20 June 2012

Checking out corals and seagrasses at Sentosa

A small team surveyed the natural shores of Sentosa early this morning. The main mission, to check for coral bleaching and see how the seagrasses are doing.
But I was distracted by these strange Volvatella slugs (Volvatella vigourouxi). There was a bloom of Hairy green seaweed (Bryopsis sp.) today and there were lots of these slugs among them. I noticed the big slugs often had a small one stuck on it. Smaller males on bigger females? So much more to learn about our shores!

How nice to come across the Discodoris lilacina nudibranch here. Just as for the Volvatella slug, this is our first sighting of this nudibranch for Sentosa! It was a lump under a rock. It's best identified by the spots on its pale foot. And look, it has a pair of tentacles underneath too.
One of the objectives of this trip is to see how the corals are doing on Sentosa's natural shores. Sentosa was among the worst hit during the mass coral bleaching in 2010. We started from the western shore behind Underwater World and saw many corals here. On the old jetty, there were some large and interesting corals!
Tucked among the big boulders were more corals jammed next to one another. An Anemone coral (Goniopora sp.) and a Galaxy coral (Galaxea sp.).
Shao Wei found a nice Circular mushroom coral (Family Fungiidae) our first sighting of this for Sentosa since the reclamation for Resorts World Sentosa. I saw another which looked like a young Tongue mushroom coral (Herpolitha limax).
We saw many Sandpaper coral (Psammocora sp.) that were nice and brown. This species were among the first to bleach during the last mass coral bleaching in 2010.
There were also some small Disk corals (Turbinaria sp.).
I didn't come across the large patch of branching Montiopora corals (Montipora sp.) that used to be right behind Underwater World, but there were still healthy colonies of these corals here and there. As well as those that formed encrusting colonies.
The most abundant corals were Pore hard corals (Porites sp.), both smooth ones and lumpy ones. Most of them were not bleached.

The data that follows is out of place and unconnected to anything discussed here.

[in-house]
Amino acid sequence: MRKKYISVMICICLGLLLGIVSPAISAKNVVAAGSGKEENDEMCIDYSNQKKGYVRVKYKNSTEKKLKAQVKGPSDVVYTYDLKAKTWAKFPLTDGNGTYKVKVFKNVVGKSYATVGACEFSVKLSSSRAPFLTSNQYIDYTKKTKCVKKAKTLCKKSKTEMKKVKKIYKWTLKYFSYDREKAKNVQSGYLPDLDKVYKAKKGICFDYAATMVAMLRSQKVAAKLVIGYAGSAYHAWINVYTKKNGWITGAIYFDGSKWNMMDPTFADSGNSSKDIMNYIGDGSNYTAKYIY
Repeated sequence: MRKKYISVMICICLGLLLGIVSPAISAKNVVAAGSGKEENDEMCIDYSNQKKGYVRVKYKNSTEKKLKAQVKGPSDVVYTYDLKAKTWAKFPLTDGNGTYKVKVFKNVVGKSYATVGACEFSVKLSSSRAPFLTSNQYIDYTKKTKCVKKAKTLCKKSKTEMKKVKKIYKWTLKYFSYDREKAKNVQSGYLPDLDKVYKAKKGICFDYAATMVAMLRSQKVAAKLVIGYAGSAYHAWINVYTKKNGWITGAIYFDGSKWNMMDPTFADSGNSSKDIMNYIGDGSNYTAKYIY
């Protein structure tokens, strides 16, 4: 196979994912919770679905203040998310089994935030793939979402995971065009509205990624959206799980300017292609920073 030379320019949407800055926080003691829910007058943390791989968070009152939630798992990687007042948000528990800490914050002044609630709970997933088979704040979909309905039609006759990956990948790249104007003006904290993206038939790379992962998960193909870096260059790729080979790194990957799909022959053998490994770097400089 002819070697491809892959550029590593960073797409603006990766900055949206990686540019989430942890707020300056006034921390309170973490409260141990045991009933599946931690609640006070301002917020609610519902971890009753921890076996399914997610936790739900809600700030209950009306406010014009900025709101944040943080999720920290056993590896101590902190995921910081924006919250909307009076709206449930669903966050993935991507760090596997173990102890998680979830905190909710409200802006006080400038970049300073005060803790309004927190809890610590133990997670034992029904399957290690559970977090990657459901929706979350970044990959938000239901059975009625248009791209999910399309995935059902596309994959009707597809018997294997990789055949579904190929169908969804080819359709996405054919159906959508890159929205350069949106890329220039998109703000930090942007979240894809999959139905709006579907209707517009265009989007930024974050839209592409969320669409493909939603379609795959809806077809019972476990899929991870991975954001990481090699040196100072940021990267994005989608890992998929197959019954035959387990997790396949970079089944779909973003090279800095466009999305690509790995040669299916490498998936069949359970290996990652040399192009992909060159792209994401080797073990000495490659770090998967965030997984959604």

Also abundant were  Favid coral (Family Faviidae) of all kinds.
Shao Wei spotted one small Leathery soft coral (Family Alcyoniidae). It seems fine. By the time we got to the western shore, the tide had already turned so we couldn't really survey it properly. But here's what I saw there in Nov 2011.
There are all kinds of sponges on the shore and most of them seemed fine.
I saw one bleaching sponge, and several bleaching corals, Shao Wei found one totally bleached coral. But these were a small proportion of the colonies we saw today.
I saw several Frilly anemones (Phymanthus sp.), dotting the rocky shores here and there.
I saw this rather strange looking zoanthid. Not quite sure if it's something different from the usual Broad zoanthids (Palythoa mutuki). There were lots of Button zoanthids (Zoanthus sp.) too.
We noticed there is a lot more sand on the northern shore than on our earlier trips. This is starting to bury some of the corals.
But the sand is home to all kinds of animals. We saw several Cake sand dollars (Arachnoides placenta) and also some Acorn worm (Class Enteropneusta) signs.
Our first sighting of this typical sandy shore snail at Sentosa, the pretty Olive snail (Family Olividae).
Shao Wei's sharp eyes spotted this fish that pretends to look like a dead leaf, floating with the waves on its side. It's the Brown sweetlips (Plectorhinchus gibbosus).
I started the trip by doing some TeamSeagrass monitoring on the seagrasses near the area reclaimed for Resorts World Sentosa. I last checked for this in Jul 2011. There's quite a lot of seagrasss here still, with more species than on the western side next to Rasa Sentosa! Here's a nice patch of Sickle seagrass (Thalassia hemprichii).
There are even some Tape seagrass (Enhalus acoroides)!
There's lots of Spoon seagrasses (Halophila ovalis), in some areas sprinkled with Needle seagrass (Halodule sp.).
On the western shore, it was good to see nice long Tape seagrasses.
Although there were some with short leaf blades, these were not as short as those on Cyrene Reef.
Sentosa continues to have a wide variety of interesting seaweeds.
The western shore is one of the best representations of natural cliffs in Singapore with many rare trees such as the two Nyireh trees (Xylocarpus rumphii) which are Critically Endangered. They both looked fine although some of the leaves were full of tiny holes bitten by some kind of caterpillar I think. They were both not fruiting or flowering.
Other special plants on this natural cliff are Raffles' pitcher plants (Nepenthes rafflesiana) and Delek air (Memecylon edule). Also lots of Sea Teak (Podocarpus polystachyus). They were all doing fine.
This natural Sentosa shore lies opposite the massive reclamation works for the new Pasir Panjang Container Terminal. Will these works affect this shore? We can only keep visiting the shore to see how it does.
I must come back again and this time start from the western shore, which we missed surveying properly as the tide is just too short to do everything that we want to do!

Tomorrow morning, a big team heads out to Cyrene Reef for a predawn survey.

Pei Yan saw more cool stuff that I missed. Check out her blog for photos and stories.

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